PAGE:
HISTORIC VISIT: Prime Minister Manmohan Singh with his Nepalese counter- part, Prachanda, in New Delhi on Monday.
NEW DELHI: Nepalese Prime Minister Pushpa Kamal Dahal (Prachanda) on Monday said his country’s relationship with India was “unassailable” and could not be compared with any other country. With history having created a “new atmosphere,” Nepal would like to “start afresh” on issues of discord such as water resources. “Nepal is in a very delicate and sensitive transition period. I have full confidence that we can create very conducive conditions in a very short span of time,” said the Maoist leader, who became Nepal’s Prime Minister a month ago.
“Due to our specific history, geography, cultural ties and tradition of economic interdependence, our relationship with India is crucial. Although we wish to develop ties with China, there is no question of comparison,” he said at a luncheon organised by India’s three leading chambers of commerce and industry.
Mr. Prachanda earlier placed a wreath at Rajghat and met External Affairs Minister Pranab Mukherjee. He called on President Pratibha Patil and interacted with Leader of the Opposition L.K. Advani.
Asked about India’s security concerns regarding the spillover of Maoist influence in Nepal, Mr. Prachanda said Kathmandu appreciated New Delhi’s apprehensions but it had its own anxieties. “We would like to go ahead collectively,” he said.
Mr. Prachanda addressed Harshpati Singhania’s complaint of labour unrest, uneven tax structure, industrial security and dumping of third country’s goods from Nepal into India.
“Without the presence of a vibrant private sector, the government alone cannot accelerate its development efforts. The Government of Nepal remains committed to adopting every possible measure to provide investors the necessary securities including repatriation of capital and profit earned by them in the country. We will do all we can to ensure industrial security in Nepal and also a fair collaborative relationship between labour and industry as well,” he said.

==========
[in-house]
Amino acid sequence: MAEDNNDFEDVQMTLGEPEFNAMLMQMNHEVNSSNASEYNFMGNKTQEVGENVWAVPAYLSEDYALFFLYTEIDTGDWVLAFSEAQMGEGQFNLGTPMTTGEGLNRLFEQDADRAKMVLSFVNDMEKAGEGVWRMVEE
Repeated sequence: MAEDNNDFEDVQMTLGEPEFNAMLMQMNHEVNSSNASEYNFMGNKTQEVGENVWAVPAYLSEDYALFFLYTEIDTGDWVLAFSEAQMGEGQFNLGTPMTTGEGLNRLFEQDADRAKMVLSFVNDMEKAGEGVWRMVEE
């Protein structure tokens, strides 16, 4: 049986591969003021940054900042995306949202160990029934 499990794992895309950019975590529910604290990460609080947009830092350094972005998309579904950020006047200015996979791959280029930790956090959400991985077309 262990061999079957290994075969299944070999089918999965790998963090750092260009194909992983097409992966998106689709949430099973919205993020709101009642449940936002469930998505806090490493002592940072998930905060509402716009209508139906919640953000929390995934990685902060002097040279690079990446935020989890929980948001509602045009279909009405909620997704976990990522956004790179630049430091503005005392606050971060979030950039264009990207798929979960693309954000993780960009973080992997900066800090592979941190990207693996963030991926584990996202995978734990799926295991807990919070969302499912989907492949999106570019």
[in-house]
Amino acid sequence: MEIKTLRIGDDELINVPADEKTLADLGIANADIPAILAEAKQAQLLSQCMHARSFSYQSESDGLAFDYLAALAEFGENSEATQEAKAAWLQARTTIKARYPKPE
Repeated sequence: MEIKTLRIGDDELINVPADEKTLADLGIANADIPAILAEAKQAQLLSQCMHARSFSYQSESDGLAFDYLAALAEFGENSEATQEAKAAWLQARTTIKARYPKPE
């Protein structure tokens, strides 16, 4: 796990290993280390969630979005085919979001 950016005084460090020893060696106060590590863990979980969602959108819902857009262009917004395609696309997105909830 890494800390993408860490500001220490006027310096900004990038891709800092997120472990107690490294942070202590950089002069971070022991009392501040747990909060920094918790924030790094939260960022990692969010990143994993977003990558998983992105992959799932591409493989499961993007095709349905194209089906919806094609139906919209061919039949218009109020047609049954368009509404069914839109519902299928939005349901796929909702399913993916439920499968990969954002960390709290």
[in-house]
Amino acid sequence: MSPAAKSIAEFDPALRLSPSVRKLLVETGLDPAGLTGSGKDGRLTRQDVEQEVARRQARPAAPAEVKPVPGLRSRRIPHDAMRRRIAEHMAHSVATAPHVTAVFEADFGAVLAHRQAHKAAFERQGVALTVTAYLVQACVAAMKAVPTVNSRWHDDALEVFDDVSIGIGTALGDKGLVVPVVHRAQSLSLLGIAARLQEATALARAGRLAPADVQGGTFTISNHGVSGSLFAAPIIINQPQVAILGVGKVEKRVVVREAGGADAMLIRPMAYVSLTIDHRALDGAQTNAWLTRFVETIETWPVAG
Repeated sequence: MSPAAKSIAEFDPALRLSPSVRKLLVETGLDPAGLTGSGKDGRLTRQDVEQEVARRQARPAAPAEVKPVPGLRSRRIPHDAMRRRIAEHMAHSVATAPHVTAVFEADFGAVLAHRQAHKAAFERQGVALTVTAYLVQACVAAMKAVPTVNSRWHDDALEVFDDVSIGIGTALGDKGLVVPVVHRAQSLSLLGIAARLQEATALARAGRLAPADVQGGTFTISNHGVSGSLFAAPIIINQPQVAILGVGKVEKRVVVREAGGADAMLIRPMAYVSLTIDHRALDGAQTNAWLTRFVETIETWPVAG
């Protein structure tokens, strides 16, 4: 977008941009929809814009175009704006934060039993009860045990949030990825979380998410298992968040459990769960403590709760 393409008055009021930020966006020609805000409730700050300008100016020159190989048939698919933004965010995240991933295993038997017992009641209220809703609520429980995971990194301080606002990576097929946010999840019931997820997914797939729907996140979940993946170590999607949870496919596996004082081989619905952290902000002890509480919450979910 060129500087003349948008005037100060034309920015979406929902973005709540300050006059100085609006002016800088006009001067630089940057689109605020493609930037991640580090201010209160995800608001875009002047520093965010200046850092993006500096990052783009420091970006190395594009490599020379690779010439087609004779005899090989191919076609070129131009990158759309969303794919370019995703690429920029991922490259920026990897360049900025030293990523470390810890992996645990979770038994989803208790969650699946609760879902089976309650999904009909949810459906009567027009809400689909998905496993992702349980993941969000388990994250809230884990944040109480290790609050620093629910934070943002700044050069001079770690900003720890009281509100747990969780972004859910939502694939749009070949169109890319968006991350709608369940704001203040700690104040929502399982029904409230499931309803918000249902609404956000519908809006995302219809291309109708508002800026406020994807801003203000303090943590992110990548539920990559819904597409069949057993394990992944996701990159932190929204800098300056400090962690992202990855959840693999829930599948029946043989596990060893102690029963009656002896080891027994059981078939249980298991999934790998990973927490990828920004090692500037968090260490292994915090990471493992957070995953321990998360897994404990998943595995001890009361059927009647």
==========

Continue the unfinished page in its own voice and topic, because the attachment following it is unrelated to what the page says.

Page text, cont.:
Mr. Prachanda said he would head a high-level investment board to reform the industrial policy, simplify procedures and encourage investments that would reduce trade deficit and prioritise exports. These measures would be harmonised with the new economic policy to ensure a “judicious distribution” of economic benefits to the people and accelerate economic growth.
Admitting that the economy was sluggish in the transition process, he said additional opportunities for Indian industry lay in reconstruction of damaged facilities and building of infrastructure.
In the hydel sector, seen as a big growth sector by the Indian industry, he was of the opinion that big projects instead of small ones should be undertaken. He accepted a draft report prepared by an industrialist for hydel policy reforms.
Ranbaxy’s representative sought simplification of procedures. The Nepal Commerce Minister assured him that his request would be examined.